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DNxHR 444 Support When???

New Here ,
Feb 06, 2018

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When is Adobe going to add DNXHR 444 support for Premiere Pro???

Currently, every DNxHR codec is supported up to, but not including, 444.

When will Adobe add support for this???

DNxHR 444 video when imported into Premiere Pro are assumed as Full (0-255) levels. This is WRONG!!!!!

Adobe, I beg you, please fix this. PLEASE.

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DNxHR 444 Support When???

New Here ,
Feb 06, 2018

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When is Adobe going to add DNXHR 444 support for Premiere Pro???

Currently, every DNxHR codec is supported up to, but not including, 444.

When will Adobe add support for this???

DNxHR 444 video when imported into Premiere Pro are assumed as Full (0-255) levels. This is WRONG!!!!!

Adobe, I beg you, please fix this. PLEASE.

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Feb 06, 2018 1
Feb 06, 2018

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Hi,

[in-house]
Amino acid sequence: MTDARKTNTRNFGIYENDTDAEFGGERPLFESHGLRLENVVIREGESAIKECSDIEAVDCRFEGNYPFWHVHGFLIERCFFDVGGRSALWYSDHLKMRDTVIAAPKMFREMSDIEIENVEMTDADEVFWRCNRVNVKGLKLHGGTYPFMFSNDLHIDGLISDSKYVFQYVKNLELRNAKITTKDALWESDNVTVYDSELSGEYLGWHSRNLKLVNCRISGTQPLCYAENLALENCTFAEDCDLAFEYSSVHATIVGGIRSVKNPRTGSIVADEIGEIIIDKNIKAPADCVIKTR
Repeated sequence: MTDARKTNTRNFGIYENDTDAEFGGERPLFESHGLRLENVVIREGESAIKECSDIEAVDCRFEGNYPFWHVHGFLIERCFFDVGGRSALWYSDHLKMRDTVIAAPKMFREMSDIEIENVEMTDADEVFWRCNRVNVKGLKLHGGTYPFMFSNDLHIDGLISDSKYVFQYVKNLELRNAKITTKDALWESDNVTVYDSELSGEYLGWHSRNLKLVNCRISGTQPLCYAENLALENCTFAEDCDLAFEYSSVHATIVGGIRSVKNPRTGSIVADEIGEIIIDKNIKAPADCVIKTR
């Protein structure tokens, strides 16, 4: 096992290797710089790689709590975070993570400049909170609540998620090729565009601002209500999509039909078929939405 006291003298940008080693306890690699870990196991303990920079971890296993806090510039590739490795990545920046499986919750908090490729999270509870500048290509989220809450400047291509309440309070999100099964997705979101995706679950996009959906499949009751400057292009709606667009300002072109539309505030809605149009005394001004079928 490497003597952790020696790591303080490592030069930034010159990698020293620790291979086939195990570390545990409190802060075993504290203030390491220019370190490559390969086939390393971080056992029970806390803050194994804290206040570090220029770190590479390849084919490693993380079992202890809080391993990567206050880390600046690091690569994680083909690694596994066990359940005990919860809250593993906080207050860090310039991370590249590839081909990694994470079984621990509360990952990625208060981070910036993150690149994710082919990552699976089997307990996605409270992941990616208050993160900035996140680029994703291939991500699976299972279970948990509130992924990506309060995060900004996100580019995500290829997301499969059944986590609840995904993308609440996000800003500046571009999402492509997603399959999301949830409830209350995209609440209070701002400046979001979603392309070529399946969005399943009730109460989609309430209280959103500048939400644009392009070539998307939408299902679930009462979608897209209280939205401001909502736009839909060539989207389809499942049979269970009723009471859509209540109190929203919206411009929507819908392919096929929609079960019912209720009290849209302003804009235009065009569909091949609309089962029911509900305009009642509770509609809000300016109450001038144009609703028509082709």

please add a feature request here: http://www.adobe.com/go/wish

When entered through the feature request form, it is directly sent to the Premiere team

Hope this helps,

Seb

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Feb 06, 2018 0
Engaged ,
Dec 04, 2019

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It do not Help!

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Dec 04, 2019 0
Engaged ,
Jul 09, 2020

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We send a lot of informations, but nothing happens!

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Jul 09, 2020 0
Engaged ,
Aug 05, 2020

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Over two years later, nothing happens!

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Aug 05, 2020 0
Adobe Community Professional ,
Aug 05, 2020

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Keep pushing, W&S ... but I think engineers types who live by their Official Standards are not too likely to cave to mere pedestrian arguments when something is clearly WRONG. (From their Official Point of View.)

 

I've even had an opportunity to be around a mathematician/cosmologist and and astronomer debating whether X is actually X or should be considered Y. Very similar type discussion. Massively deep arguments on both sides, they remained polite ... a bit of a struggle for both, I'd note, but they mastered themselves ... this went on up to an hour at a time over several days ... neither budged an inch. Nor was ever going to.